Television channels played a big role in feeding this hatred. But a positive consequence of this debate is that it ushered in healthy introspection within the educated classes about what was really going wrong with us as a nation-state. Why has the country become a punching bag for terrorists to come and strike at us at will? What about the poor quality of governance that we get at the hands of the people's representatives that we elect? There are scores of questions that have cropped up in the immediate aftermath of the Mumbai happenings. For weeks, politicians were reluctant to step out and be seen in meetings. In TV studios, they were hooted and booed.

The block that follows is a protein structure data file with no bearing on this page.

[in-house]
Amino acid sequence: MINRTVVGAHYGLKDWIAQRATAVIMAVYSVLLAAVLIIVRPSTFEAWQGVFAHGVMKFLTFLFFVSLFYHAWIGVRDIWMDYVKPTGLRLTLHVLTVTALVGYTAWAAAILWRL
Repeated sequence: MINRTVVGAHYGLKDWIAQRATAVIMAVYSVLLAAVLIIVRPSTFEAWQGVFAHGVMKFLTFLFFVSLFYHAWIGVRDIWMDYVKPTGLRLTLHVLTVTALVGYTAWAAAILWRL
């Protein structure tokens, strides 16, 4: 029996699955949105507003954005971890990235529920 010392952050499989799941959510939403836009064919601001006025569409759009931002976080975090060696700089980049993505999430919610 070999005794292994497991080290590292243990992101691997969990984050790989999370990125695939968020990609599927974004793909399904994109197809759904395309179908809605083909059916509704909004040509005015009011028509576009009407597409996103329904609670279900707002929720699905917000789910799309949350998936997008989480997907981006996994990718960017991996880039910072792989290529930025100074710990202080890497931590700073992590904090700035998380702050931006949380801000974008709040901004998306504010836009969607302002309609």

Tough questions began to be asked by the Muslims against police investigations that blamed all terror attacks on them. The Batla House encounter became a watershed event when two youngsters near the Jamia Millia Islamia University in Delhi were killed by the Special Cell of Delhi, branding them as terrorists. Holes in the police version have been pointed by the Jamia Teachers' Solidarity Group which has indicated that it is a fake encounter. This incident has inflamed the community to such an extent that thousands of Muslims converged from different parts of the country to demand justice. Their confidence on the ability of the Indian state to dispense justice has soared after the Mumbai Anti-Terror Squad chief, late Hemant Karkare, found the involvement of Hindutva elements in the Malegaon blasts.